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The Bastards of Pizzofalcone

Newspaper: Lafriction
Date: Jun 19 2016

This is the first in a new hardboiled noir series (see my reservations about this description below…) set in contemporary Naples. Europa Editions have previously published a series of novels by de Giovanni set in the same city in the 1930s. Six of the latter series and this new book, along with The Crocodile, a contemporary novel also featuring the main character in The Bastards…, Inspector Lojacone, have been translated by Anthony Shugaar.

So why The Bastards…? In short, a motley crew of police officers with blotted copybooks and suspensions hanging over them are transferred to the district of Pizzofalcone to form the all-new investigating team. The district is threatened with merger with neighbouring precincts unless it pulls its socks up – the now-imprisoned ex-cops seized a shipment of drugs, kept most of it back for themselves and sold it on to underworld connections. The aforementioned Lojacone is the main protagonist: we generally see the action from his perspective as he investigates the murder of a leading notary’s wife in the company of his junior partner, a young wannabe TV cop with a penchant for speeding and dark glasses. In another plot strand, a suspected kidnap is investigated by officer first class Alessandra Di Nardo, who is overly fond of her service revolver, and warrant officer Romano, a man with a short fuse transferred after punching a fellow policeman.

Lojacone and Di Nardo are well drawn characters with interesting back stories. Lojacone is somewhat cynical with a dry sense of humour and obvious affection for his daughter back home in Sicily. Di Nardo is level-headed and has an interesting, unorthodox private life. The other Bastards, I think, suffer from being slightly stereotypical, but they are secondary characters really. I would have liked to know more about Giorgio Pisanelli, one of the few survivors of the old regime, a squeaky clean officer nearing the end of his career and pursuing yet another investigation into the apparent suicides of lonely elderly people. (I think the novel suffers from having at least one too many strands, but perhaps this is to introduce the investigating officers for the purposes of subsequent novels; I also actually cried out in disbelief when the mystery of the suicides was resolved…).

Other quibbles? Yes – the women in the novel, Di Nardo being an obvious exception, are presented in a way that can only be described as lecherous, with one described as “a lovely blonde”, another as being “one of those full mature beauties”, and yet another as having “ample and firm breasts”. A femme fatale wears “a short skirt that revealed a serious pair of legs. She was good-looking, knew it, and made no secret of the fact. But she was also rather aggressive, and this too she was happy to flaunt”. I’ve just read The Siege by Arturo Perez-Reverte (translated by Frank Wynne) and I couldn’t help but notice the difference in the depiction of women in the two books. Perez-Reverte’s women are strong, modern and, yes, often beautiful, but he lets us know it with an economy of words and restrained descriptions that Di Giovanni would do well to take inspiration from. That said, it is worth repeating that Alessandra Di Nardo is an interesting character, described in subtler fashion, and there is also an intriguing portrayal of a female cop’s difficult relationship with her disabled son and overly perfect husband.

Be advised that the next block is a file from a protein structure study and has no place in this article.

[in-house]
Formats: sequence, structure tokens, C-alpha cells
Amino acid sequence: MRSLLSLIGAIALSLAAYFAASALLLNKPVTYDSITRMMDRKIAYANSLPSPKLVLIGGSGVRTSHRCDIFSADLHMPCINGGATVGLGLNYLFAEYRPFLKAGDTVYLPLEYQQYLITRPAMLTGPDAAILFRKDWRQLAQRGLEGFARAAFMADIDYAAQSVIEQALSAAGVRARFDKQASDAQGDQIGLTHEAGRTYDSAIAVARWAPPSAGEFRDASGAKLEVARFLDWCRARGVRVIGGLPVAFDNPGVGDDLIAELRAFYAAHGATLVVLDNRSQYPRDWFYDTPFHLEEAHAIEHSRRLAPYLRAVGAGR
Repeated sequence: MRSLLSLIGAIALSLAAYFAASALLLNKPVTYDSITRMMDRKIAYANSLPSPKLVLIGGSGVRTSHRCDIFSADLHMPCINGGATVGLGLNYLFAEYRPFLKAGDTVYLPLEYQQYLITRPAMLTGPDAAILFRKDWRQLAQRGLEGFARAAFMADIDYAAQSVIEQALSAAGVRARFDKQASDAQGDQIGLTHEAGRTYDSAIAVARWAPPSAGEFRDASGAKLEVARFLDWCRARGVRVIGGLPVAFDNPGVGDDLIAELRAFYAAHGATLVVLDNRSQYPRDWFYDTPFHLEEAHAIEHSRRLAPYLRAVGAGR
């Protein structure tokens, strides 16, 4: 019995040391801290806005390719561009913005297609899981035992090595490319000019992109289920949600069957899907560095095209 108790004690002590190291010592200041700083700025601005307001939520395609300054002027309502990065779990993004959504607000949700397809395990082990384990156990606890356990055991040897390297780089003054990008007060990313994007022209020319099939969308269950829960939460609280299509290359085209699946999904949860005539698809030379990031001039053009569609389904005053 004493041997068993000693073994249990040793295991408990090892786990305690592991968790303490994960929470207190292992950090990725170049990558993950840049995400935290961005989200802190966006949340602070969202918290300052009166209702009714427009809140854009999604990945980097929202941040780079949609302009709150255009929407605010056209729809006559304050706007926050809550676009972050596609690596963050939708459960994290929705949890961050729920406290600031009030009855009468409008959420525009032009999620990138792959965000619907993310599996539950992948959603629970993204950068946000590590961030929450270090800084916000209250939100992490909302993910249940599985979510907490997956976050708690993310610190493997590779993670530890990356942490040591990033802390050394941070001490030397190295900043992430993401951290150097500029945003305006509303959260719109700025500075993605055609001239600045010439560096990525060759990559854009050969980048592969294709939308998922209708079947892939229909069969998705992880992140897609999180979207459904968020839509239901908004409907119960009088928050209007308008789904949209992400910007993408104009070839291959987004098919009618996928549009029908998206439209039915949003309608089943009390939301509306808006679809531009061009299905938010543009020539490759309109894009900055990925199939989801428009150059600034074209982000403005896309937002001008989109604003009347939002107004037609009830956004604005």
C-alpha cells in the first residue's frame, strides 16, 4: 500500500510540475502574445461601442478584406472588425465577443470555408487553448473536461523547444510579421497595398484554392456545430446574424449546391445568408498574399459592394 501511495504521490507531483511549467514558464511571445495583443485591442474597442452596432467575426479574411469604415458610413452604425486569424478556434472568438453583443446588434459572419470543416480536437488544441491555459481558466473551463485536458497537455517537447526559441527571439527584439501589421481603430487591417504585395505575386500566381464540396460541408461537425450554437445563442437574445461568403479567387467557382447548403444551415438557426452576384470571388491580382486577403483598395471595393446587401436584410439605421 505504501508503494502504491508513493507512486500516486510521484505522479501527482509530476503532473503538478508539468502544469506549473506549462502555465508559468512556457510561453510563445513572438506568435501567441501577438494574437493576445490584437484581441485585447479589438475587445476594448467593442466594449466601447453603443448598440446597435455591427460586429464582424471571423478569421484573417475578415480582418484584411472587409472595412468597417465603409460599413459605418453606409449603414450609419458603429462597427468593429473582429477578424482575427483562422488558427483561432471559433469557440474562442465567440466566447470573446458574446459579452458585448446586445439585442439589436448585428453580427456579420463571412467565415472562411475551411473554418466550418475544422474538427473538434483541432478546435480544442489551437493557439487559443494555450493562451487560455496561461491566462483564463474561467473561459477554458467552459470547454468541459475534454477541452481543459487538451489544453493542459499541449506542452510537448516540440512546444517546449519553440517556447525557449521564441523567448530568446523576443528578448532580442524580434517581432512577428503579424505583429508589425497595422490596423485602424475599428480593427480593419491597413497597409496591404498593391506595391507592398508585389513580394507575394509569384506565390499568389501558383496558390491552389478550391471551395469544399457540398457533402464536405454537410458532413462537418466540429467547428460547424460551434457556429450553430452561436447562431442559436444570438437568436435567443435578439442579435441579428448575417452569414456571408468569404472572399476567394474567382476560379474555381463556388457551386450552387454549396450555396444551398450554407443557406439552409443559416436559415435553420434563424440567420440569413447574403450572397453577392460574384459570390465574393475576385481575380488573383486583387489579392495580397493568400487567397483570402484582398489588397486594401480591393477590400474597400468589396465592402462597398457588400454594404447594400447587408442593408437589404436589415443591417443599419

The novel is described by the publisher as “hardboiled” but I think it would benefit from being boiled down a little further, sparing us a few summaries of why the cops are known as the “Bastards” and of who the characters are, editing out other excesses (“she was a very reserved person, and Mayya was anything but intrusive. Still silences tell no lies, as they said back home: words do, but silences don’t”), and making the dialogue a little sparer. Overall, though, this was a fairly enjoyable read, made somewhat frustrating by repeated explanations and the leery descriptions of many female characters. There are enough positives though to keep an eye out for future instalments in the series.